Sunday, December 19, 2010

18 December 1794: Charles Bulfinch Obtains Mortgage (and why we should care)

So a fellow, even an important architect—Bulfinch went on to design the Capitol in Washington—got a mortgage: what makes that historically noteworthy? A good question.  Sometimes, of course, MassMoments has to stretch a bit when finding a date to match a person's achievement, but it makes a reasonable case here. As it explains, the importance was several-fold:
On this day in 1794, Boston architect Charles Bulfinch obtained a mortgage for the house he had recently designed and built for his family. The 31-year-old Bulfinch had donated so many plans for city churches, monuments, and public buildings that the architect seemed to be single-handedly re-creating his hometown as a place of classical beauty. A bad investment eventually sent Bulfinch to debtors' prison.
As the article further explains, in 1794, Bulfinch undertook a major Boston project just as the economy tanked:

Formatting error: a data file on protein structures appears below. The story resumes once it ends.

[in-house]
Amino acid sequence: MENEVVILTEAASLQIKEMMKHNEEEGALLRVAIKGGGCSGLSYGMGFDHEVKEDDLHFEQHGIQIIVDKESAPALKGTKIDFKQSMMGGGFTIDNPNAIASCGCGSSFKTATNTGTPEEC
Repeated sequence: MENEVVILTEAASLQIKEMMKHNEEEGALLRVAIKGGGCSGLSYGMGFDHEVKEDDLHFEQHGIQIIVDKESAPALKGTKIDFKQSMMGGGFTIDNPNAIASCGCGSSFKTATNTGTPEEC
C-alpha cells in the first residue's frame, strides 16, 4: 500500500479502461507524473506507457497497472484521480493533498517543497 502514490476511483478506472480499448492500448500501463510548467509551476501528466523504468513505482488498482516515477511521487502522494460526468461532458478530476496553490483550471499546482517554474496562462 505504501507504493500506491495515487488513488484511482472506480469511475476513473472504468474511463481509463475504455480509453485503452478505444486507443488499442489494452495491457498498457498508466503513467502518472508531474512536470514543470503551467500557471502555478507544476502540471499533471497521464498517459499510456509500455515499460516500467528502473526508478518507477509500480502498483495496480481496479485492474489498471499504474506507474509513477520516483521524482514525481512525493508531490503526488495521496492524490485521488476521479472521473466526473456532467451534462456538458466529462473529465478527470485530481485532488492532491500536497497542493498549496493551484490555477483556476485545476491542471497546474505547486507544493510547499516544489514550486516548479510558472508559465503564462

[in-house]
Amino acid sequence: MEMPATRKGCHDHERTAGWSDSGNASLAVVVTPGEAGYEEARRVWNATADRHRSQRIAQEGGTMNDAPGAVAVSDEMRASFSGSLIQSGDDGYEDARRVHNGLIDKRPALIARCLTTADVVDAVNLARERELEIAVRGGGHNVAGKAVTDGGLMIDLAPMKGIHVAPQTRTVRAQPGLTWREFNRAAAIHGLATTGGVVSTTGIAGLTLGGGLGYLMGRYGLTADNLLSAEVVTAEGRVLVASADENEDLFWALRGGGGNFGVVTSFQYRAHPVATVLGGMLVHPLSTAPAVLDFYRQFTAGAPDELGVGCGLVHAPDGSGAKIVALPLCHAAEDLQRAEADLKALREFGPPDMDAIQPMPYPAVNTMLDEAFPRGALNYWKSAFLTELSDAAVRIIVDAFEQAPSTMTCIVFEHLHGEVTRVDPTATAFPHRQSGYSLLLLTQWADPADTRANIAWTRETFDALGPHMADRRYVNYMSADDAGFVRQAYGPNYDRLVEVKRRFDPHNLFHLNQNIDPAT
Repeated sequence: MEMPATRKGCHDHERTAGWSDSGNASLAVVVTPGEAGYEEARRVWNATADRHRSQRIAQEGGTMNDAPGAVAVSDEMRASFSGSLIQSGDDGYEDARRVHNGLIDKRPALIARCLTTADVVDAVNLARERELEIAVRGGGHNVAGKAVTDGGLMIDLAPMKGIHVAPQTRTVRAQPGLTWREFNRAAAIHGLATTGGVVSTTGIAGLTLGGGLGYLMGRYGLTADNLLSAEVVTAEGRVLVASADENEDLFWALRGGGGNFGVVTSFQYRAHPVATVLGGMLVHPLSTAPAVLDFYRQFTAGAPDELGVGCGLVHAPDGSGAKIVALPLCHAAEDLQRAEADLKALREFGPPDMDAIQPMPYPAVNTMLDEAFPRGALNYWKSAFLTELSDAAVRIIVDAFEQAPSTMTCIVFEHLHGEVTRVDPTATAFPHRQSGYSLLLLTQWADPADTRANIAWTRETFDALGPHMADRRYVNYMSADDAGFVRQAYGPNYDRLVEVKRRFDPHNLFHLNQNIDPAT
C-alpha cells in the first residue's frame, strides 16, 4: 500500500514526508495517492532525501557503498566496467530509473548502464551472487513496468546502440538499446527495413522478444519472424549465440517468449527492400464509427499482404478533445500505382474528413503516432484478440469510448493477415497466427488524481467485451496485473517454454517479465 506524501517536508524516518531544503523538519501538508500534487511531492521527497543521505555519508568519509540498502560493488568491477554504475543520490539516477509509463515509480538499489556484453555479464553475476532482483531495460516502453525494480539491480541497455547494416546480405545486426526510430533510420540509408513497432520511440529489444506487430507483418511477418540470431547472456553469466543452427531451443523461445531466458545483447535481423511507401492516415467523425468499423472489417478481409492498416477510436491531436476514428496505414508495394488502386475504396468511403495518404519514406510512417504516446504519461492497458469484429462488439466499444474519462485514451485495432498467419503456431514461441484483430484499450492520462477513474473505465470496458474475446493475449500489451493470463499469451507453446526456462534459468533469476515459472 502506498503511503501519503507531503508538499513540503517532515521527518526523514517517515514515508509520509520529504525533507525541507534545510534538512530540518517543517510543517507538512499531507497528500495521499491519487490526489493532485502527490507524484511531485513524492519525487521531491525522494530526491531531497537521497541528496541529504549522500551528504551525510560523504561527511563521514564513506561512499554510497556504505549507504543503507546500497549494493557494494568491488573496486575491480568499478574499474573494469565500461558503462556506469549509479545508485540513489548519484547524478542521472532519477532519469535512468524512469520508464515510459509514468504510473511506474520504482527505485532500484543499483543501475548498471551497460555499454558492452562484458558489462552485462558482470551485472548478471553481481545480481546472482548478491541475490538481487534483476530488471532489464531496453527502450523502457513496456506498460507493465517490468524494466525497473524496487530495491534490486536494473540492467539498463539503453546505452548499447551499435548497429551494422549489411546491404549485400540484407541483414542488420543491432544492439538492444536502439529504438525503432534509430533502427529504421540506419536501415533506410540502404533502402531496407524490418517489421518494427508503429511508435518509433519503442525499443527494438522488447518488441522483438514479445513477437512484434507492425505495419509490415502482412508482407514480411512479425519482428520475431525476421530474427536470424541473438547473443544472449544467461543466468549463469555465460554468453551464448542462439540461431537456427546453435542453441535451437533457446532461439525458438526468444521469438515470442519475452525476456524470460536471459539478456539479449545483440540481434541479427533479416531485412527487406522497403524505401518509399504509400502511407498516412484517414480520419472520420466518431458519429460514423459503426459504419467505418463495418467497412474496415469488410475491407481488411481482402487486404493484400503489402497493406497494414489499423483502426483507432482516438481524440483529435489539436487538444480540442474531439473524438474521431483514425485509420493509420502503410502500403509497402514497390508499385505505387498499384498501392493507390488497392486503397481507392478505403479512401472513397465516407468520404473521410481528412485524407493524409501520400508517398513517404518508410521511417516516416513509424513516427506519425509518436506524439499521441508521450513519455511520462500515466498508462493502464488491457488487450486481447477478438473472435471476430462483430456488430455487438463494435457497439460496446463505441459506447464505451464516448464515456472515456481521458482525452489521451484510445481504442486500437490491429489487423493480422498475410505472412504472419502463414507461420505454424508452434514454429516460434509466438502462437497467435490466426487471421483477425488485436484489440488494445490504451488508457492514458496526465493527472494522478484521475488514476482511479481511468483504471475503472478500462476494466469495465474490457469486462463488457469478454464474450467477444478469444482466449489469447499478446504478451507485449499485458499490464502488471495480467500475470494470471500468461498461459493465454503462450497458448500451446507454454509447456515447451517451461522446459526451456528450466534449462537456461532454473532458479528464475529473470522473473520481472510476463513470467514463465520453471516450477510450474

The result was bankruptcy and time in debtors' prison. The experience forced him, as his wife later said, to make "Architecture his business, as it had been his pleasure."
His career was the more noteworthy as there had been no formal training available to aspiring architects:
There was no such thing as an architectural profession in eighteenth-century America. A few well-educated, wealthy amateurs designed their own homes, but most buildings were the work of men who followed, or occasionally adapted, traditional practices.
Bulfinch acquired his knowledge of the craft from study and travel in Europe, returning with a pronounced neo-Classical taste, which he proceeded to implement in his many projects:
Bulfinch had served on the Board of Selectmen since 1791 and had been active in improving city services and government. Recognizing that he was struggling financially, in 1799 a grateful citizenry elected him chairman and granted him a yearly salary.
For the next two decades, Bulfinch was the moving force behind the beautification of Boston. He turned the Common into a park, laid out plans for Boston Neck and South Boston, and designed an almshouse, a courthouse, a prison, a hospital, churches, schools, and numerous private homes. His crowning achievement was the design for the new State House on Beacon Hill, completed in 1798.
Here, the State House in an 1837 image from a German topographical work:

Here, the State House today:

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